Kim's future remains uncertain as MLB lockout continues
Free agent pitcher Kim Kwang-hyun is still stuck with nowhere to call home as the major league baseball lockout continues with no end in sight.
Kim joined the St. Louis Cardinals in 2020 after a hugely successful career in the KBO that saw him named MVP at age 20 and win four Korean Series with the SK Wyverns. After two seasons in the majors, Kim has a solid MLB career 2.97 ERA with 10 wins and seven losses, solid numbers that suggest he'd be a reliable addition to any rotation.
Kim ended the 2021 season without an offer to return to the St. Louis Cardinals for the 2022 season, but he still remains a serious major league prospect. He could still be an option for the Cardinals, as well as a number of other clubs.
But as long as the major league remains in lockout, Kim is stuck without a contract, a club or any idea what his immediate future involves.
The majors have been in lockout since Dec. 2 last year, when the collective bargaining agreement between the players’ union and owners ended. Over the last month and a half, the two sides have failed to come close to reaching a new deal, with disagreements over issues like pay and the playoffs.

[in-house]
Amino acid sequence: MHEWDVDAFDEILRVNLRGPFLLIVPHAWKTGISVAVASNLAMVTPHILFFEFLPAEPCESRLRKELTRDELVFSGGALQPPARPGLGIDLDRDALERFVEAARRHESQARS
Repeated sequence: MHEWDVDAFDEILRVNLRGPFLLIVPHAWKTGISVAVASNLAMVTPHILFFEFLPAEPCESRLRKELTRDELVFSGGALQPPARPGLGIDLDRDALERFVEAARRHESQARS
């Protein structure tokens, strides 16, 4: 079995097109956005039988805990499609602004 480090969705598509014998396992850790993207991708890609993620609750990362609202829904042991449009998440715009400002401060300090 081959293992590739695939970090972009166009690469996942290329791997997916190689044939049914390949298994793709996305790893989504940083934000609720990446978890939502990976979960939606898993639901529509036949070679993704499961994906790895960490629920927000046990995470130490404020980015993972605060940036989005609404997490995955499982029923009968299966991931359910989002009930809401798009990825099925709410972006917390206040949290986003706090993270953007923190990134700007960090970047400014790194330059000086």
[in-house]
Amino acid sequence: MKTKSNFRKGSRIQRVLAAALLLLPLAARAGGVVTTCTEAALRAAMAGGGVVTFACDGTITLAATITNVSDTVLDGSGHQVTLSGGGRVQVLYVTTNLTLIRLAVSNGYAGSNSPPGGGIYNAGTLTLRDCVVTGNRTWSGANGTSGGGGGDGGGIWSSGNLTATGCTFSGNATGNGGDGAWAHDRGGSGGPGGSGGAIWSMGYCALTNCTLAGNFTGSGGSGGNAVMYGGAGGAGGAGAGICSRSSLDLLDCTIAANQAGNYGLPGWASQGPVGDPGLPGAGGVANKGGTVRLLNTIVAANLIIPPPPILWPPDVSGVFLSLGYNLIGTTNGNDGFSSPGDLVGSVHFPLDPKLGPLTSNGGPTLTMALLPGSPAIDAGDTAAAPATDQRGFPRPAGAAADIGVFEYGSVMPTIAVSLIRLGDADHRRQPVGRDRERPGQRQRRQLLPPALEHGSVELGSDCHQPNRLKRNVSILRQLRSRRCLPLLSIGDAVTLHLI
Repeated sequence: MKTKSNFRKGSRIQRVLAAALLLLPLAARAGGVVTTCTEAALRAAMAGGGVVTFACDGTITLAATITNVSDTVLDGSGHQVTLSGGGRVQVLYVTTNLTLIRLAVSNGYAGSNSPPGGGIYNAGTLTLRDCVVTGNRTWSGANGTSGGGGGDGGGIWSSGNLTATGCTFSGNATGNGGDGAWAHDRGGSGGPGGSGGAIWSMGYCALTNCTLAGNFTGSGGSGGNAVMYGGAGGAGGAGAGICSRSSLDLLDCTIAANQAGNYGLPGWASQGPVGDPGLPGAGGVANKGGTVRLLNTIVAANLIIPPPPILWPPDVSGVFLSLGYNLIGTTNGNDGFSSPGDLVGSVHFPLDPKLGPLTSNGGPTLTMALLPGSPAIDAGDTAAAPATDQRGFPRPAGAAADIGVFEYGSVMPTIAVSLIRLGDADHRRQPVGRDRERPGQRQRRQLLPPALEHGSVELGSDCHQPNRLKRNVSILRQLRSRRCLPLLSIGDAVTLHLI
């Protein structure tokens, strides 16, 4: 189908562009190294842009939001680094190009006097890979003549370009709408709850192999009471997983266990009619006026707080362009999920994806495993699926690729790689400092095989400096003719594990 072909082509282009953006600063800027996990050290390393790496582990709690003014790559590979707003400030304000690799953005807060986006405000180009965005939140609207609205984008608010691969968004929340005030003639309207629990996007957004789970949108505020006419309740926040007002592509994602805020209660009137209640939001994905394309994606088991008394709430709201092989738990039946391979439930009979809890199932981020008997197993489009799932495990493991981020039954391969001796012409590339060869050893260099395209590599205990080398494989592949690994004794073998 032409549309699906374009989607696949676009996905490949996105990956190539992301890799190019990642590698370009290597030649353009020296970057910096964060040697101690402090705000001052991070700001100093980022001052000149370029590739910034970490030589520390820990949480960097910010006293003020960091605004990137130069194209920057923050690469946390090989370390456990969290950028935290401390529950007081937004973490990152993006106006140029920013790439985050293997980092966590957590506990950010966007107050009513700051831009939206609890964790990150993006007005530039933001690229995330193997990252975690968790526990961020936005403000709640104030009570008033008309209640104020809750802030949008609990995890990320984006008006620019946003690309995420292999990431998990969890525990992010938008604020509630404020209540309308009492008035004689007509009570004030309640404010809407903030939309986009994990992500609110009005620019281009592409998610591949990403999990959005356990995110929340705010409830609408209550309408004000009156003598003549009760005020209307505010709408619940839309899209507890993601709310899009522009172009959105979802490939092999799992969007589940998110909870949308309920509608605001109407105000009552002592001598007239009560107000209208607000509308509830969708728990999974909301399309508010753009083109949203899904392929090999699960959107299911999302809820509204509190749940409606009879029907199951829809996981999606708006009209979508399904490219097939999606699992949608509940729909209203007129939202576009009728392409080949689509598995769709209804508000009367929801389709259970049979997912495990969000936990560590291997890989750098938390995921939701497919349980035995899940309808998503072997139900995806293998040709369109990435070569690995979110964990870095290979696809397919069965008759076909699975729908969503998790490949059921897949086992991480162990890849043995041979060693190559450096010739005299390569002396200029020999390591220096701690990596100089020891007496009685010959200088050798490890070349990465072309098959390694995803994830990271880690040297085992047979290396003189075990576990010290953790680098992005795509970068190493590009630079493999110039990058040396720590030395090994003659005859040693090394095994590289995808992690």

Pundits now predict that the dispute could impact spring training and potentially even the start of the 2022 season.
That leaves players like Kim in the dark as clubs are unable to sign new players until a new agreement is in place. Some big names have already decided to take the leap to other leagues — Yasiel Puig joining the Kiwoom Heroes, for example — rather than wait and gamble on a new MLB contract arriving in the spring.
Kim appears to be willing to wait. The Korean left-hander has been suggested as a possible FA pick for the Philadelphia Phillies, the Pittsburgh Pirates, the Minnesota Twins, the Cardinals and a number of other teams, but he’ll have no way of knowing if any of those are the real deal until lockout ends.
In the meantime, Kim is back in Korea and has spent the last few weeks training on Jeju Island with a number of KBO players. He is expected to return to the mainland next week, but will have to continue running his own training until something changes in the United States.
BY JIM BULLEY [email@example.com]